Friday, May 30, 2014

Cooking Indian dinner for 12 people

After the good word of mouth from friends after the first time around (even though it was, looking back, a poke in the dark because I didn't know what the audience would like), there was a second cooking event. I decided to include chicken this time around because I got a hint that everyone was missing meat the first time around.

This time I made puris, channa masala, chicken curry/gravy, brinjal-potatoes (aloo baingan) and puliyogare (tamarind rice). It took the saturday evening and the sunday afternoon to prepare the stuff.

Puris - 2 pieces of dough for 12 people - approx 40+ puris, 4 for each person. Were kneaded well and one was wrapped in paper - big mistake - and the other in plastic. The paper-wrapped dough had dried out and the plastic one stayed moist. The dryness was cured by adding water and kneading for a further 10-15 minutes to even it out. The puris puffed this time!

Channa masala - the trick is to cook the channa before hand, that's how they're soft and tasty. Standard preparation method. One pack of channa is good enough.

Chicken gravy/curry - this didn't come out as good as I wanted it to, but it was decent. Onions sauteed in oil, ginger-garlic, spices; then the chicken is added. I bought around 1.8 kilos of chicken breast (in two packs) and made two batches of the chicken. So, the chicken is mixed well on a medium to high flame every now and then. Tomatoes optional. Actually, cooking meat is faster and easier than veggies, if you don't count the part of handling and cutting the meat. Care is to be taken as the chicken cooks quickly - so if you leave it in there too long it will overcook. 1.8 kilos for 12 persons was just perfect. The estimate given by Matty was 200gms per person, which too was pretty accurate.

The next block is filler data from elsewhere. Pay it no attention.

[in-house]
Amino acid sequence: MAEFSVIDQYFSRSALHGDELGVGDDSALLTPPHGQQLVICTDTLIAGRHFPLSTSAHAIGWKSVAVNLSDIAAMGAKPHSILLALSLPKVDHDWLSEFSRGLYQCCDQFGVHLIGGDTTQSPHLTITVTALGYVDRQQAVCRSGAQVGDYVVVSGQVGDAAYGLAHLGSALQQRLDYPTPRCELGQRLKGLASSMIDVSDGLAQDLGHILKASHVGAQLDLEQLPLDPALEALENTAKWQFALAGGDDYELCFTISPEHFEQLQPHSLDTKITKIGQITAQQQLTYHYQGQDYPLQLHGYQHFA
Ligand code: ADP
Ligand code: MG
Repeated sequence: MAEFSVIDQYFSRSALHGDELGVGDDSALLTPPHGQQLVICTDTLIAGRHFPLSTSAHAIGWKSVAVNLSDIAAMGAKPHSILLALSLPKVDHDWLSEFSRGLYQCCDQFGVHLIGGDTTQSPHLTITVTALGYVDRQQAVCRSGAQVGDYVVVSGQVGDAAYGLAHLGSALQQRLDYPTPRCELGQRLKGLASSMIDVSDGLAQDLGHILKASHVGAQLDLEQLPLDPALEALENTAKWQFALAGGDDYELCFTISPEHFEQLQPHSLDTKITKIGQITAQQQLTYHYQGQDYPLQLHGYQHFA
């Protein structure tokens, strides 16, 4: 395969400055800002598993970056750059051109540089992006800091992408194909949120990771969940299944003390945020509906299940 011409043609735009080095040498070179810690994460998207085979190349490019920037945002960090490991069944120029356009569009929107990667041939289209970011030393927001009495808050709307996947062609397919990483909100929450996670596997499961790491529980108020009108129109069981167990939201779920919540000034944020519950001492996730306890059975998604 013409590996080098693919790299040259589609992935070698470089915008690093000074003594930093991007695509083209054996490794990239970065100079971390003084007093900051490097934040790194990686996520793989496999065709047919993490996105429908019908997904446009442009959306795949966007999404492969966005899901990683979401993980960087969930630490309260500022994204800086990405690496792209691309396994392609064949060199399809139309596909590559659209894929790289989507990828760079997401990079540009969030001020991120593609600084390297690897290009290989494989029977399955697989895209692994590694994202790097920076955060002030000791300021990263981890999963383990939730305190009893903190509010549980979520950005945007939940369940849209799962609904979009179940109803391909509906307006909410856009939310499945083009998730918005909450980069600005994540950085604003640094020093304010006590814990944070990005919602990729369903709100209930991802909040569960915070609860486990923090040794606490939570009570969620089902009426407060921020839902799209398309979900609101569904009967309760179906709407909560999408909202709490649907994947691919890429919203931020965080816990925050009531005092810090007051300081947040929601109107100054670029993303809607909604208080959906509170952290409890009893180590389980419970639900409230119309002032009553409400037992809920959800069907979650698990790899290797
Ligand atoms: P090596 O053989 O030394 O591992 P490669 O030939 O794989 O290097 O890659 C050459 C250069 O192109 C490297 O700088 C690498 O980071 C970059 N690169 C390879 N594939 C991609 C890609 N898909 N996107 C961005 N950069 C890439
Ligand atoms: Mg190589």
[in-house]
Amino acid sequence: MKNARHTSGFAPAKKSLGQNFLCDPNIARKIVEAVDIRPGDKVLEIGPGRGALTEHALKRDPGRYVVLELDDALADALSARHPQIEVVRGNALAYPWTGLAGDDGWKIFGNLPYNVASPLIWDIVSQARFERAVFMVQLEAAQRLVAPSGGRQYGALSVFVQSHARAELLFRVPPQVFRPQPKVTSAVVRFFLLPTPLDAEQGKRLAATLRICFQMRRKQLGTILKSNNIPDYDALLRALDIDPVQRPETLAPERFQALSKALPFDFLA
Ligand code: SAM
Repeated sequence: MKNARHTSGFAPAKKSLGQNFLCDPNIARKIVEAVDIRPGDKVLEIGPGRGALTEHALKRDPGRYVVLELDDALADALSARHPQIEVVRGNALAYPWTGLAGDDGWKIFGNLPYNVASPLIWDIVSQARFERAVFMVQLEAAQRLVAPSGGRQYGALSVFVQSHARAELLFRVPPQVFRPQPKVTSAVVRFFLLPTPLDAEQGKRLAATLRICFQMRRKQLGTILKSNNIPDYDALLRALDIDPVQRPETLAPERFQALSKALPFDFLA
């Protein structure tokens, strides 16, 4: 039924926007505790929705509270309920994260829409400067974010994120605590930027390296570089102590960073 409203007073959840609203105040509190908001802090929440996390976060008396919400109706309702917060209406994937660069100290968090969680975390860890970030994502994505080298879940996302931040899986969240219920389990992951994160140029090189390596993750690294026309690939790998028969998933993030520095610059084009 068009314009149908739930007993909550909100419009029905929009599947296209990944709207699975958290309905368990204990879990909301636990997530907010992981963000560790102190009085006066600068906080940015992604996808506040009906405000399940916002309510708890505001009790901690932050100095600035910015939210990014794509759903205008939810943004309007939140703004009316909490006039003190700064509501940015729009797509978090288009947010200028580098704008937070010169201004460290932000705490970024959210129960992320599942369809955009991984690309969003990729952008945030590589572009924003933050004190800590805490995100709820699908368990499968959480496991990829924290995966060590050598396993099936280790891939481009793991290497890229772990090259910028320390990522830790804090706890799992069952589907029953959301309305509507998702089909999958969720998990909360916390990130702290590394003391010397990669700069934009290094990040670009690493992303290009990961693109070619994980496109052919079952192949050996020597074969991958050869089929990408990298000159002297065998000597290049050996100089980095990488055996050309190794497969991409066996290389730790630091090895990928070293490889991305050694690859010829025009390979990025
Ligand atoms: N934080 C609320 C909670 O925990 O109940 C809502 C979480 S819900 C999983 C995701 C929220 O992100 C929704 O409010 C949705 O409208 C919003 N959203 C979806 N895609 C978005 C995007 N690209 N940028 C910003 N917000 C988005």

The brinjal-potatoes didn't turn out well because I didn't have that big a vessel and the brinjal cooked faster than the potatoes and it was more of a porridge than anything else.

Tamarind rice was standard method. Cooking and freezing the rice helped too.

I'm writing this to keep a record for next time, the quantities will be useful.

Last time's dessert was not too popular; many didn't like the vermicelli-in-milk-and-sugar-and-nuts dish (payasam), so this time I thought of hot jalebis(conveniently procured from the Indian store) and ice cream, but jalebis too weren't a hit, probably because they were fried. It wasn't as big a hit as I had hoped for.

So, jalebis are out, payasam is out and that means I can't think of any real Indian desserts which Belgians will like. Maybe gulab jamun but seeing the reaction to these two, I wonder if the effort in making jamuns will pay off - particularly because you have to get the jamuns right for them to be tasty.

I'm going to make puris for myself, I'm so happy they came out well :)

For most of those who came it was their first taste of spices, they said they liked it, but, precisely because it was their first time and they didn't know what to expect, they liked the chicken the most with the puris. Note for next time: More meat dishes, less veggie dishes. A vegan/vegitarian in Belgium  is as rare as a retail store open on a Sunday.

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